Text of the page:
Planting Seed Potatoes
How to Grow Potatoes 05:02
If you ask a horticulturist “do potatoes have seeds” the technical answer will be yes, because potato plants form flowers and small fruits which contain potato seeds. But those are not what you plant to grow more potatoes. Potato seed is what gardeners call small pieces of cut-up whole potato tubers, each with a growing bud that will form a new potato plant. And by the way, it is potato seed, not potatoe seed with an extra “e.”
Where to Get Seed Potatoes
For the best chance at success when planting seed potatoes, start with recommended varieties for your climate. Grocery store spuds are often not the best varieties for growing at home, or have been treated to reduce sprouting in stores. So for planting seed potatoes look for fresh “certified” disease-free tubers at area garden centers, or through specialty online sites which often carry unusual varieties, ordering early to ensure your selection will be available.
Getting Ready to Plant
Prepare a bed that gets 6 to 8 or more hours of direct sunshine daily, ahead of time if late rains in your area will likely make digging difficult. Work in a little all-purpose or good organic fertilizer, plus enough compost to loosen your soil.
Before planting, cut whole seed potatoes into pieces a little larger than a large egg, each with one or two “eye” buds on them. If possible, spread them out to dry indoors for a day or two to let the cut areas heal over to prevent rotting in cold, wet soils.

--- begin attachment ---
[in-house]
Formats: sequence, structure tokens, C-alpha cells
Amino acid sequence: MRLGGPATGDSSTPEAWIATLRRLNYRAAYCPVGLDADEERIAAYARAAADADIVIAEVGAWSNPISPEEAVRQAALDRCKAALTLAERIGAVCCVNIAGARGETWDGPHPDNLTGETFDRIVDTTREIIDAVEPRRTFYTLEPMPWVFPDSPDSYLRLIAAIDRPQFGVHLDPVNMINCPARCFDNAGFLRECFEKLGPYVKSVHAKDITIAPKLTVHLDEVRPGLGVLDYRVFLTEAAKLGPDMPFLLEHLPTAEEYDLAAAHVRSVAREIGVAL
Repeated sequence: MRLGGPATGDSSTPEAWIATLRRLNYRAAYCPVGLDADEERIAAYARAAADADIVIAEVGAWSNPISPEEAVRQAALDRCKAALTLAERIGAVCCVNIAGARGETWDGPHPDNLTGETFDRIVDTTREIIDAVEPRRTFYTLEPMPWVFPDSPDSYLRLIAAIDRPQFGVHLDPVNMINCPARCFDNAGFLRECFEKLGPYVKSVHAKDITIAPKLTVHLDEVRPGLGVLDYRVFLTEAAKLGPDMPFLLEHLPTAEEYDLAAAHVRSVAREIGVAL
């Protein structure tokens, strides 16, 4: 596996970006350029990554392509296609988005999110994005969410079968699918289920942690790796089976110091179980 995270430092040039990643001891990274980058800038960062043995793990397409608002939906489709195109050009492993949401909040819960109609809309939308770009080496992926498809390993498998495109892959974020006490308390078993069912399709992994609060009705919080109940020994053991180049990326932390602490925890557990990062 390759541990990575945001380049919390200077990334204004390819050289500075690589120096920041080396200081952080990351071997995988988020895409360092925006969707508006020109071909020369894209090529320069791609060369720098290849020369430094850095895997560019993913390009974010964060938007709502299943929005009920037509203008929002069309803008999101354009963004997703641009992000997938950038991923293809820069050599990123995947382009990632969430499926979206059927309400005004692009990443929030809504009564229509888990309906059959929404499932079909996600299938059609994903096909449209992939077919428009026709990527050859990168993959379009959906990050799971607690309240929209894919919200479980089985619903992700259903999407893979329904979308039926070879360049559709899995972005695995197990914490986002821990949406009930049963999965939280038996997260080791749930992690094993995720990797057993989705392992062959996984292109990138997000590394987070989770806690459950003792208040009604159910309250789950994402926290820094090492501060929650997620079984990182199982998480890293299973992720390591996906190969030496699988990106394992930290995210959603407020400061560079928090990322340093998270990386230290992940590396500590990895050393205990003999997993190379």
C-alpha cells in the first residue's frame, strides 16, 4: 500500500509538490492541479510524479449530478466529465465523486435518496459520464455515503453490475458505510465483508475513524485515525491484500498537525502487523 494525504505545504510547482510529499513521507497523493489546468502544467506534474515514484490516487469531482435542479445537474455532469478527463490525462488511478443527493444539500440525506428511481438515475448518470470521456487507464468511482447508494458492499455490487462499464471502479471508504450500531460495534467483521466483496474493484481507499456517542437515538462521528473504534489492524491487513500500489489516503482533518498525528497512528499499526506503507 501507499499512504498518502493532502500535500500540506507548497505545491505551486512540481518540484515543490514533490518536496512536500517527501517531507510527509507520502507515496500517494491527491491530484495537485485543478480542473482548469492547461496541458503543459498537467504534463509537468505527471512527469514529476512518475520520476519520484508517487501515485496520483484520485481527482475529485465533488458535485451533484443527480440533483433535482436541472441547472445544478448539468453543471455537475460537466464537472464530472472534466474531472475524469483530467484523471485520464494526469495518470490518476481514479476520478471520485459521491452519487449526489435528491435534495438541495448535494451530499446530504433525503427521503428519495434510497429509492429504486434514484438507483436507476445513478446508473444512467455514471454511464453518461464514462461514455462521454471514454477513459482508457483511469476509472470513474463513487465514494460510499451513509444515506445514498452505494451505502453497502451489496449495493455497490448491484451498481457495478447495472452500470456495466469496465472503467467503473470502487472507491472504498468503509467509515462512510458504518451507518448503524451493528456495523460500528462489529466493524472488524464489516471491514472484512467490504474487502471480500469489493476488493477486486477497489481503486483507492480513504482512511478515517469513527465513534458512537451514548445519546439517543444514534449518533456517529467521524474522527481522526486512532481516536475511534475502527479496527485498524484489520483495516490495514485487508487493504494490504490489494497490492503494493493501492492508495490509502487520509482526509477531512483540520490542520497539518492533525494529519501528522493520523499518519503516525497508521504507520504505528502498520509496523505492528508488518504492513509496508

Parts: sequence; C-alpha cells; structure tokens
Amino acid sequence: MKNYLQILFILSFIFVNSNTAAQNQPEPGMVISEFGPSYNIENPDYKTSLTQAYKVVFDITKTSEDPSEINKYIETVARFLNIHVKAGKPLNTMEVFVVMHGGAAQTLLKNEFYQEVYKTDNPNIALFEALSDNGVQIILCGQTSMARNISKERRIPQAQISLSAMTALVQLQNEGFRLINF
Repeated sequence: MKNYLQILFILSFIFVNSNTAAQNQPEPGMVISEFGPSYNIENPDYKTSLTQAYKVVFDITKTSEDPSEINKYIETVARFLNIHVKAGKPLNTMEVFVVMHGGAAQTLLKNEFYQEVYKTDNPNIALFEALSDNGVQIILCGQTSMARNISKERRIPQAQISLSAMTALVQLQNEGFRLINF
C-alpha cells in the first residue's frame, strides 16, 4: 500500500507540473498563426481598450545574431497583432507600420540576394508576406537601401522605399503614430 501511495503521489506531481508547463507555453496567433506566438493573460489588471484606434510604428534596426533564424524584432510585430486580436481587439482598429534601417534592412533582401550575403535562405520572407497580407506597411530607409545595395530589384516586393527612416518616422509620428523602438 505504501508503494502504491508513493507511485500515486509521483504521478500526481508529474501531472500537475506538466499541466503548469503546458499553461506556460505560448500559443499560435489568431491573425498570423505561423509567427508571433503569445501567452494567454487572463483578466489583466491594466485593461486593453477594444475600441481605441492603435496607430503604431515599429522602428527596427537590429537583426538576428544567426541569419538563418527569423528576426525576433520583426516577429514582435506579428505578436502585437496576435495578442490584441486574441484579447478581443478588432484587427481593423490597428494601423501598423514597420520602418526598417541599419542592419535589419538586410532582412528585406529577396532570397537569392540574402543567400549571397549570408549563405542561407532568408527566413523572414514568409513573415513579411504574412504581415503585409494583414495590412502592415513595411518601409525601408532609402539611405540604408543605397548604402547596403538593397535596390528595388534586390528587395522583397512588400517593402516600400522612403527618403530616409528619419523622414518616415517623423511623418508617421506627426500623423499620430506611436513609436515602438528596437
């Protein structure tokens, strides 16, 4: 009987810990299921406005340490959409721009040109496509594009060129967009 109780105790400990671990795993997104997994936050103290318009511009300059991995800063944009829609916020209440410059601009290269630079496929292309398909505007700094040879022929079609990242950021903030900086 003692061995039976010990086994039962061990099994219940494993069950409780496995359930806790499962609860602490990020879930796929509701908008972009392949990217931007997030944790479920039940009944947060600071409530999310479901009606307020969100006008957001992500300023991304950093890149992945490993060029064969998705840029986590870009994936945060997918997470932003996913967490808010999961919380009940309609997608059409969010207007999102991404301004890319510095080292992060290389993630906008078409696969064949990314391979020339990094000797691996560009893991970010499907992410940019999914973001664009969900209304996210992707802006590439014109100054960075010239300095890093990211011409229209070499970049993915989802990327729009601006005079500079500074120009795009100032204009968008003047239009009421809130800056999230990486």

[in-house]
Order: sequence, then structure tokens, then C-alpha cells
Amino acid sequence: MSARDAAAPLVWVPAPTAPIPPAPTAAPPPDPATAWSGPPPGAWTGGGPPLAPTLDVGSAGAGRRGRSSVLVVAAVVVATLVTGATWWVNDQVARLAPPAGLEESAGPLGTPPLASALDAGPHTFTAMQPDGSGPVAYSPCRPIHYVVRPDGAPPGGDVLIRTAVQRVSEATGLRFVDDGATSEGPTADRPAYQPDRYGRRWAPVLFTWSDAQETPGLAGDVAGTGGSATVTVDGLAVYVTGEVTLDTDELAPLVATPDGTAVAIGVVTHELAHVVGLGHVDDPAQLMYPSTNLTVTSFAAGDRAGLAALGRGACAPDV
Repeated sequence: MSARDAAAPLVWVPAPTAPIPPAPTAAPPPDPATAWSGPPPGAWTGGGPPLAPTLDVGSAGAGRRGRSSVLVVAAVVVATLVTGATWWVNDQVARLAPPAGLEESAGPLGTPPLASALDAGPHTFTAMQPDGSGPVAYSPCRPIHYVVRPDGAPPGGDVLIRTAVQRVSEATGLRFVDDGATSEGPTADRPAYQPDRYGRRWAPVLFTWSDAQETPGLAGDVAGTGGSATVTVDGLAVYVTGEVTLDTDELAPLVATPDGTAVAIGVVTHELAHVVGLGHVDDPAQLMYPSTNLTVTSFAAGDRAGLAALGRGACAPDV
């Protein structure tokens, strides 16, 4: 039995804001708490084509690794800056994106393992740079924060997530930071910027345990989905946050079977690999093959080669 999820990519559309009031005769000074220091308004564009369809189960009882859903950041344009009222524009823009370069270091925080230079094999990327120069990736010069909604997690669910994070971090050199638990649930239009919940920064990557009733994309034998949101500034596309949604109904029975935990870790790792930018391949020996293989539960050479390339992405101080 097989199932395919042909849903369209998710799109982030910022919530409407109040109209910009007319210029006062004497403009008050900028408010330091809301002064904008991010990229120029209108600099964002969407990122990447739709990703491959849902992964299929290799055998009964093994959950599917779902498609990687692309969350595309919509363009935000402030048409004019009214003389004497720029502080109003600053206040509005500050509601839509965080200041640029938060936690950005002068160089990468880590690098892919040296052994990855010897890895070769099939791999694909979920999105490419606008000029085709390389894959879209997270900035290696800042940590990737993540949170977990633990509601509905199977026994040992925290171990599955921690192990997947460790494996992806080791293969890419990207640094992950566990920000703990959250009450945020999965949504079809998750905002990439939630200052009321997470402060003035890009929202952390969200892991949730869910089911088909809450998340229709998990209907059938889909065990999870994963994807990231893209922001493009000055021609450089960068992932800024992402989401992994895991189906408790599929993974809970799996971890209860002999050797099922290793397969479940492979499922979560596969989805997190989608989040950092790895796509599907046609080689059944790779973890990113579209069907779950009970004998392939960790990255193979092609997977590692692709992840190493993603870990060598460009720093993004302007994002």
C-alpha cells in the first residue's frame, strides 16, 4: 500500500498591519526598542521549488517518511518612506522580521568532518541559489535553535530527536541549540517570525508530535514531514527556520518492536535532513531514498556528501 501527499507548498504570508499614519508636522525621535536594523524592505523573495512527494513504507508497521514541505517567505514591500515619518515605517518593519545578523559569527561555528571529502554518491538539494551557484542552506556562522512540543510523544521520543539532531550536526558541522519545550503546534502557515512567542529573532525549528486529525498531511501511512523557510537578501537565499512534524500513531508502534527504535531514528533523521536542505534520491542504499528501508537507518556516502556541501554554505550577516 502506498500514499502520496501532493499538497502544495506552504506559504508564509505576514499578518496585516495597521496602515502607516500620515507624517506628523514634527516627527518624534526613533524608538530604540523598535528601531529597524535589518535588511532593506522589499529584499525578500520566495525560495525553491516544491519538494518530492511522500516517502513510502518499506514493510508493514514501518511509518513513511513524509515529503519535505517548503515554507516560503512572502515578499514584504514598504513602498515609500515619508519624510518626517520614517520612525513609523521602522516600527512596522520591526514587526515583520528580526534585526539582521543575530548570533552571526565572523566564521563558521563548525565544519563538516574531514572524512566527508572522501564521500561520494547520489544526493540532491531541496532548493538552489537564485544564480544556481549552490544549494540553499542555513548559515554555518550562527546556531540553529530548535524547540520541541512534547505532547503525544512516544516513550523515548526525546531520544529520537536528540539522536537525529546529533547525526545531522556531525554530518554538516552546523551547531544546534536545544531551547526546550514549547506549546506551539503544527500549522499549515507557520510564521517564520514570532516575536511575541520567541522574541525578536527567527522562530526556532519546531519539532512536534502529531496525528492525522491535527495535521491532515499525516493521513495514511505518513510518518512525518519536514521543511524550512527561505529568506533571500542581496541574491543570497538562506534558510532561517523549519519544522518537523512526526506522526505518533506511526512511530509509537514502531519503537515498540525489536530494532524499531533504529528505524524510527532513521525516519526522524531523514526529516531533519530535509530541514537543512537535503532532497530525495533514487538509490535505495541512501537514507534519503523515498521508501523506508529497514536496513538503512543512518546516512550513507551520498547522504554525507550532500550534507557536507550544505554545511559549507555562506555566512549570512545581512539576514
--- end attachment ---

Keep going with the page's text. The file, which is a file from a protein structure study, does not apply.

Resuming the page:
How to Plant Seed Potatoes
Potato tubers grow on the buried lower stems of plants grown in well-drained soil and cool temperatures.
Plant potato pieces in rows or hills, raised beds, and even containers. Place seed pieces about a foot apart and two or three inches deep, cut side down, and water deeply to start their sprouting.
Because young tubers exposed to direct sunlight can sunburn or turn green and bitter (and potentially poisonous), pile dirt or mulch around the plants as they grow; this needs doing every week or two until at least six or eight inches of stem are buried.
Though plants need a good soaking during dry spells and especially when flowering and forming tubers, too much water can rot roots and stems, and cause dark or hollow spots in the tubers. And there are a few insects and diseases which can affect potato harvest; for dependable information on potato pest control, contact your county Extension Service office.
Harvest and Store Potatoes
Within about three months you can dig small or “new” potatoes, but for large tubers leave the plants alone until they turn yellow. Where the season is long, after about four months you may cut the plants down and leave the tubers in the soil a few days so their skin can harden a little. Do not wash potatoes after you dig, just shake off excess dirt.
Store what potatoes you don’t use quickly in a cool, dark, dry place, checking every few days for decay or shriveling.